This story is an example of what makes the Waters of the U.S. rule so controversial, but also of how Republicans generally overstate how damaging environmental regulations are.  I do struggle over the limits of how small of projects EPA and the Army Corps ought to regulate, but this example is probably the worst possible one that Republicans could use for "job-killing regulations."  Also, my experience ten years ago would have been that this project would not meet the qualifications for a Nationwide Permit, so the fact that Wyoming issued it a permit calls into question the ability of the state to manage the permit process.  It would seem that the EPA action was extreme, but Senator Paul claims the EPA fined Mr. Johnson $37,000 a day, while the New York Times article states that EPA didn't issue any fines.  The threat of fines is an important part of a carrot and stick approach EPA has to use to ensure compliance with regulations.  Taking that threat away makes it unlikely that EPA would be able to enforce regulations that are current law.  Likewise, various politicians and lobbyists are quoted in the Times article saying that the feds overstepped their bounds in this case.  But, like I mentioned earlier, building the pond violates regulations that have been on the books for 15 years or so.  The whole issue about the Waters of the U.S. rule is about trying to redefine an established rule that was thrown out by the Supreme Court because they thought it was unclear.  But it is a basic jurisdictional definition.  It has to be clarified to make the law work.  I'm all for Republicans making the case for changing the regulations, but if they are going to roll back the rule to only applying to navigable waters, they will allow tremendous damage to be done to the environment.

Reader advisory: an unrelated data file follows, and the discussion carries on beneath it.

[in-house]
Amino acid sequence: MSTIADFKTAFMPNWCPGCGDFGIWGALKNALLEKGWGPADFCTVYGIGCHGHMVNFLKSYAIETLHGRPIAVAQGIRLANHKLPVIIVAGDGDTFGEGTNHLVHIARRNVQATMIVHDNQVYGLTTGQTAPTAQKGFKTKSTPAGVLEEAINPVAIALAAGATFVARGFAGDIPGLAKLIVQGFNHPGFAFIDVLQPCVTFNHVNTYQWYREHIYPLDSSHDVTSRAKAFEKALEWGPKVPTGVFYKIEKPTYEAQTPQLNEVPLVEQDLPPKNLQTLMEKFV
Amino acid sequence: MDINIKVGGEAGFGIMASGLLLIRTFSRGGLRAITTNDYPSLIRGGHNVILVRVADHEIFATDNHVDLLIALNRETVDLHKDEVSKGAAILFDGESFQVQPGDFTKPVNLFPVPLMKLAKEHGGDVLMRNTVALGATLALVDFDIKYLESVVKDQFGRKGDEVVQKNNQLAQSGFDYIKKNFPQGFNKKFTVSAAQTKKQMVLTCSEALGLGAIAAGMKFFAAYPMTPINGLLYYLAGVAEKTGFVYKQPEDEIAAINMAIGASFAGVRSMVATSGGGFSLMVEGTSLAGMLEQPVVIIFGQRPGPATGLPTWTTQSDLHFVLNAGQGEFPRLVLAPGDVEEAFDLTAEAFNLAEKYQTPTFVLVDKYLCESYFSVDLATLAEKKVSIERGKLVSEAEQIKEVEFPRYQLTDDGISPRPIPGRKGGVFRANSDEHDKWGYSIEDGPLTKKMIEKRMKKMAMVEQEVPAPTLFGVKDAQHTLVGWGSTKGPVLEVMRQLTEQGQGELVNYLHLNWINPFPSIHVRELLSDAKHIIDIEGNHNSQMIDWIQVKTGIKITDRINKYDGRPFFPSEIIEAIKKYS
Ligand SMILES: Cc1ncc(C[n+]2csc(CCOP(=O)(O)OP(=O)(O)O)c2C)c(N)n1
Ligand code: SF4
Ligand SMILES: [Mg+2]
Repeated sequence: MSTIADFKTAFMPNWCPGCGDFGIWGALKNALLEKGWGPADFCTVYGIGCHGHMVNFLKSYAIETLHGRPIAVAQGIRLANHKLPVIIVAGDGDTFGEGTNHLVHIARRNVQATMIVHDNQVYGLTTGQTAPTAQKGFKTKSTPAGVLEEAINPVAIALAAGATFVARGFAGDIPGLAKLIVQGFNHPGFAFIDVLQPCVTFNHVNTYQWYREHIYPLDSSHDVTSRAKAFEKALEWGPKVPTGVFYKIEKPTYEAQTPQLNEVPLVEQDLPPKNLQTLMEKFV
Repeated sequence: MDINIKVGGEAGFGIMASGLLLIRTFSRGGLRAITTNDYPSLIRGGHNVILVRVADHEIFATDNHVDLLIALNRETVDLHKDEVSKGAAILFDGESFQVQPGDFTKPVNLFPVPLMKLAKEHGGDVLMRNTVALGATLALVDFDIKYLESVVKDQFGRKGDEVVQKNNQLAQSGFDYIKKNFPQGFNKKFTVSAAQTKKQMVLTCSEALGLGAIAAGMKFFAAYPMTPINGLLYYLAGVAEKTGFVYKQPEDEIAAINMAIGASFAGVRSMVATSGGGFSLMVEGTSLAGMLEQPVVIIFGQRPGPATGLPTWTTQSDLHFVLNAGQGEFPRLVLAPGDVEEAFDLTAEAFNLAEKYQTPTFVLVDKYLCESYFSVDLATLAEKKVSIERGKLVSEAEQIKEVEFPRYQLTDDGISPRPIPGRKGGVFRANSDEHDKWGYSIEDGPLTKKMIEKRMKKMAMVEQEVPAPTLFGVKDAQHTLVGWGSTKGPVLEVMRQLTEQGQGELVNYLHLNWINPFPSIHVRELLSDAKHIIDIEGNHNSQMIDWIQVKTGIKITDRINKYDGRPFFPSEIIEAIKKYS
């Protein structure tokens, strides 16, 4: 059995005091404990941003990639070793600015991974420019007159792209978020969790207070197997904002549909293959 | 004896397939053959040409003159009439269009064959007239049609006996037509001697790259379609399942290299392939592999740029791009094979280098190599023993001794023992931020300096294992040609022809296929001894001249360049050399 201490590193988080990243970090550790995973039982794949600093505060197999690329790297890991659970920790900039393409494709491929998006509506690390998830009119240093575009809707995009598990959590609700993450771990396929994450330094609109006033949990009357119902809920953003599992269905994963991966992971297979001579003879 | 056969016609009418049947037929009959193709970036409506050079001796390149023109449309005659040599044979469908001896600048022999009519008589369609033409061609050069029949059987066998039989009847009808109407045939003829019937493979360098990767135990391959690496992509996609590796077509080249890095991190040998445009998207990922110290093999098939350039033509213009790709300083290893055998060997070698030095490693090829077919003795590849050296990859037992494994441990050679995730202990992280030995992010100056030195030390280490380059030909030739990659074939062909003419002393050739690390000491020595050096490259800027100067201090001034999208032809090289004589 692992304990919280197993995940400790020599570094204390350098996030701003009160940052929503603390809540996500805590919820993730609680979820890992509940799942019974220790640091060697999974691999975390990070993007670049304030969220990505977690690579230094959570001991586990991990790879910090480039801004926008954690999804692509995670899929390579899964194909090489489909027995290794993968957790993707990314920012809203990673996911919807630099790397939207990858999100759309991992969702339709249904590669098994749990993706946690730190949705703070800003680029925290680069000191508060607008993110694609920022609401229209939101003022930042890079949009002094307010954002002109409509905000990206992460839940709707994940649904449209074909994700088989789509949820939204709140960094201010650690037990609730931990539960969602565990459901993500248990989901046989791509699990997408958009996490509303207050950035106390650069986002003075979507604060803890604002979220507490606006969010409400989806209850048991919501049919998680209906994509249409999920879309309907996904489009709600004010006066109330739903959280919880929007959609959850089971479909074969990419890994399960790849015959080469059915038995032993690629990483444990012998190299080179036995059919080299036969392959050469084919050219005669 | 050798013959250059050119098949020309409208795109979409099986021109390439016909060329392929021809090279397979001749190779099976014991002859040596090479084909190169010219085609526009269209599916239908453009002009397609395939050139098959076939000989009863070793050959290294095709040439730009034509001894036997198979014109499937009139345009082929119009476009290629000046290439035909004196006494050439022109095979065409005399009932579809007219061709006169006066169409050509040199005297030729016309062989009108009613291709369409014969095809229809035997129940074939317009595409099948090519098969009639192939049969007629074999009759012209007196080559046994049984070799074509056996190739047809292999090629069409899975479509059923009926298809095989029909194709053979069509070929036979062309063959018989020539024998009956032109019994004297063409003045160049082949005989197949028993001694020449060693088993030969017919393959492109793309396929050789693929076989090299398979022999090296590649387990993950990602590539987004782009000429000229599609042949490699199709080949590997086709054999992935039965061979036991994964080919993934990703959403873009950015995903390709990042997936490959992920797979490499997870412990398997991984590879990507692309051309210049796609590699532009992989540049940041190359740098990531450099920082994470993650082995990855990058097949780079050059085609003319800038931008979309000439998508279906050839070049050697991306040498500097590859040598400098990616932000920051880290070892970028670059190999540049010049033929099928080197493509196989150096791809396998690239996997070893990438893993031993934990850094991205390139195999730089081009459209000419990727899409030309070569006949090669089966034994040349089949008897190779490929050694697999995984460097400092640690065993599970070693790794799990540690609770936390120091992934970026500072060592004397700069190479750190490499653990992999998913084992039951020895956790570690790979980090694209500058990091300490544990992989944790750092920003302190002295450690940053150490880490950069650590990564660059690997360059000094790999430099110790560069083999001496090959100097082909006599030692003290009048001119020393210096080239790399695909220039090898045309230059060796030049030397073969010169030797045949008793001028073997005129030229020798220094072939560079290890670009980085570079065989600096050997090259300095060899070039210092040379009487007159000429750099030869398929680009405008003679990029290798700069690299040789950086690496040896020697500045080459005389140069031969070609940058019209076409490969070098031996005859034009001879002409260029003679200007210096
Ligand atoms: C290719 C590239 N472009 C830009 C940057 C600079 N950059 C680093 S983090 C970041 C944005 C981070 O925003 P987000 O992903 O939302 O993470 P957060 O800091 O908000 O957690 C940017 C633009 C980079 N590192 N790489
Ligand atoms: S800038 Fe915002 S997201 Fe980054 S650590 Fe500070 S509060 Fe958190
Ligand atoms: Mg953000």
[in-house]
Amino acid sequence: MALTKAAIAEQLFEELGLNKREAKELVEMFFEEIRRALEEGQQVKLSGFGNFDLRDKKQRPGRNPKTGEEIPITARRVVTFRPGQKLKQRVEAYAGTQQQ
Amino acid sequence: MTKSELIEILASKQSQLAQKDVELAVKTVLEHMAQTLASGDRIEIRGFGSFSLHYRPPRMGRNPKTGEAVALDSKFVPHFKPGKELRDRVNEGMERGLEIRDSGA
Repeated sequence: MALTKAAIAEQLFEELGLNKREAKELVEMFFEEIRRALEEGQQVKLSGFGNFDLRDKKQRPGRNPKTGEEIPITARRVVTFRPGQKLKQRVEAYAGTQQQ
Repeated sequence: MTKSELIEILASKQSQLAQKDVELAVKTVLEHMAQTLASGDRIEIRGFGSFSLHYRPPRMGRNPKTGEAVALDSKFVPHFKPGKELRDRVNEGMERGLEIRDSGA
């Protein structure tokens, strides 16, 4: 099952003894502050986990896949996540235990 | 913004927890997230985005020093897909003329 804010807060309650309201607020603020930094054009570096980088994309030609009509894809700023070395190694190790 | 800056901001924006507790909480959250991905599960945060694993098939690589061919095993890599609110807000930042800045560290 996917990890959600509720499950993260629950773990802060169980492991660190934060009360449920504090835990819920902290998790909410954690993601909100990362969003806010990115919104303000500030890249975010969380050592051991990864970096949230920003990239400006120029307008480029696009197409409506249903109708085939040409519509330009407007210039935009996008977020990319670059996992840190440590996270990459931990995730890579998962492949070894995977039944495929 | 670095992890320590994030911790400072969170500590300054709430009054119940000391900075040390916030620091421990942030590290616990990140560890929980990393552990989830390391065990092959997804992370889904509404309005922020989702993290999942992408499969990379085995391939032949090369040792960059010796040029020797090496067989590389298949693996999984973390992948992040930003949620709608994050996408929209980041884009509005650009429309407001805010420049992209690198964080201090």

In the end, I think Republicans need to make their case without exaggerating the facts in the examples they present.  Don't claim that a pond is constructed to water livestock, when it almost certainly isn't, or it is likely that stock pond exemption will go by the wayside.  This would hurt farmers and ranchers who actually are building stock ponds.  Don't justify scrapping a law as job-killing, when the example you give involves zero jobs.  I'm surprised that after thirty years of blaming regulations for a shrinking middle class, Republicans have so few concrete examples of "job-killing" regulations.  I'm also surprised by how effective their poorly-defined and poorly-reasoned arguments are.  This case is one which is one of their best examples of a regulation that can be considered over-reaching, but it is one of the worst examples of a regulation that is killing jobs.  Please, Republicans, do a better job of arguing your case.